I didn't have far to go, as it turned out, having unknowingly camped out just a few minutes away from the delta where the Liwu river which runs through (and millennia ago, carved out) Taroko Gorge meets the sea. I followed the road by the river, stopped for some breakfast in a small village at the mouth of the park, and soon found myself in Taroko Gorge, the most oft-recommended tourist destination in Taiwan; a small spot on the global tourist map, but without a doubt among the world's most beautiful places.
Well fed and 50cc engine humming perfectly, I headed West on the Central Cross-Island Highway. A miracle of engineering, the highway is carved from sheer cliffs, offering breathtaking views of mountains and heart stopping glimpses into the long freefall and subsequent rocky death that awaited me in the chasm below should I somehow be pitched over the guardrail.
Stopping at The Eternal Spring Shrine, I hiked up to the Kuanyin Cave and, as is the custom, had a smoke to commemorate the 212 workers who died building the highway. From the shrine, I rode to the Chankuang Temple, a four-story Zen Buddhist monastery which offers amazing views of the mountains, and hiked across the suspension bridge up to the bell tower. There were some monks there, and one of them was also smoking, so I lit up another one as a sacrifice to the spirits of the workers who made my journey possible. We stood together, smoking in silence.
Back on the highway, I rode up through the "Tunnel of Nine Turns Trail", a treacherous curving python of a road that worms its way through the mountains, heading west towards my ultimate goal, the Wenshan hot spring. Taiwan has the best hot springs in the world, and Wenshan is, for my money, the best of them all. It isn't just that the Wenshan, with its three pools of varying temperatures carved out of sheer rock, is one of the few totally natural hot springs left in Taiwan. And it isn't just that the hot spring water bubbles from deep within the earth into the Liwu river, forming hot pockets in the river's crystal clear, fast moving cold water, making it possible to be soaking in hot water one moment and, with a subtle movement, be thrust into bracingly cold water. What makes the Wenshan spring the finest in creation is that you can soak in the hot water and look up at the sheer cliffs towering on either side, a thin crack of blue sky above, and hear nothing but birdsongs resonating through the gorge.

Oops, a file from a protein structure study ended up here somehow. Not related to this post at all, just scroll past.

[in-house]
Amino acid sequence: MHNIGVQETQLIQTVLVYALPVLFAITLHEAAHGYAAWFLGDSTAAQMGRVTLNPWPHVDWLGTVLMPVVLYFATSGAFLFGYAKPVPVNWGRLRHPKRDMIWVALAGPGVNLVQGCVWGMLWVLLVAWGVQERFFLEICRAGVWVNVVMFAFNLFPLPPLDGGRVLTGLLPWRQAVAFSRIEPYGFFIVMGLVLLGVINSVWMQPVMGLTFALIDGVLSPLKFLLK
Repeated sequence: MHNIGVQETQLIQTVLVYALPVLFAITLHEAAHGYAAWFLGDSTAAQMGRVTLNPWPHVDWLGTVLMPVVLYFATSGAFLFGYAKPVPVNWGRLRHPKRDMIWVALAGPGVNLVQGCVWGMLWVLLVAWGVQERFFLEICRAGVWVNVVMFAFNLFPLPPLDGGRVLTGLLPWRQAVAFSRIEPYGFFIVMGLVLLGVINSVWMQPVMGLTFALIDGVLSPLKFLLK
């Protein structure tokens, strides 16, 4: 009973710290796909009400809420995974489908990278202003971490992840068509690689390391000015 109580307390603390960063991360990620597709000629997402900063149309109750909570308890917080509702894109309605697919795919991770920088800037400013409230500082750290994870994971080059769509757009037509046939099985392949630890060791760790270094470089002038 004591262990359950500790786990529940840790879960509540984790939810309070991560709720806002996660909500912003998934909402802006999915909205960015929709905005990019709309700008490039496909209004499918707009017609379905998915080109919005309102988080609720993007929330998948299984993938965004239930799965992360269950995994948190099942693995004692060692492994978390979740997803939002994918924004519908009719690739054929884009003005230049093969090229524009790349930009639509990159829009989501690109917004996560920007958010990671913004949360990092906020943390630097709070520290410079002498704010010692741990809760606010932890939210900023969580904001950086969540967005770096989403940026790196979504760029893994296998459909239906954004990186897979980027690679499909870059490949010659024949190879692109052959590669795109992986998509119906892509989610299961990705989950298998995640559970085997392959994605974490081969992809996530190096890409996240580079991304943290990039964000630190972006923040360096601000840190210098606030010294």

Alas, such pleasures are transitory, and as the afternoon slipped away, I realized that my vacation was soon to fade into the realm of memory and travel journalism. I soon found myself riding slowly down through the gorge in a heady post-soak daze, back to Hualien, and, ultimately, back to the big smoke...Taipei.
Squeezing the last bit of life out of vacation time, I decided to spend a few more hours in the city before catching the night bus that would bring me back to Taipei. I rode over to Nanbing park, a seaside night-market with a distinctive carnival atmosphere on the eastern edge of town, and then to Guo Fu street, where I was offered a wide variety of local delicacies not easily found elsewhere. The smoked shark meat was excellent. The sea urchin I sucked live from its shell did not agree with me. After stuffing myself on Guo Fu street, I headed back to the bus station, and boarded the bus for a ride back up the east coast to Ilan.
It was then that I discovered that smoked fish, live urchin and papaya milk do not a good pre-ride snack make, especially not when the ride in question is on the Hualien - Ilan stretch of the east coast highway. Beautiful by day, all that I recall about the trip that night is being tossed around in the darkness, my center of gravity shifting every few seconds as the bus made its way up the twisted coast. After a few hours of this tilt-a-whirl ride, I switched buses in Ilan headed west through the mountains. An hour or so later, the bus dumped me out by the last subway station in Taipei. I was finally home. I'd covered a lot of ground during my trip. Now I really needed a vacation.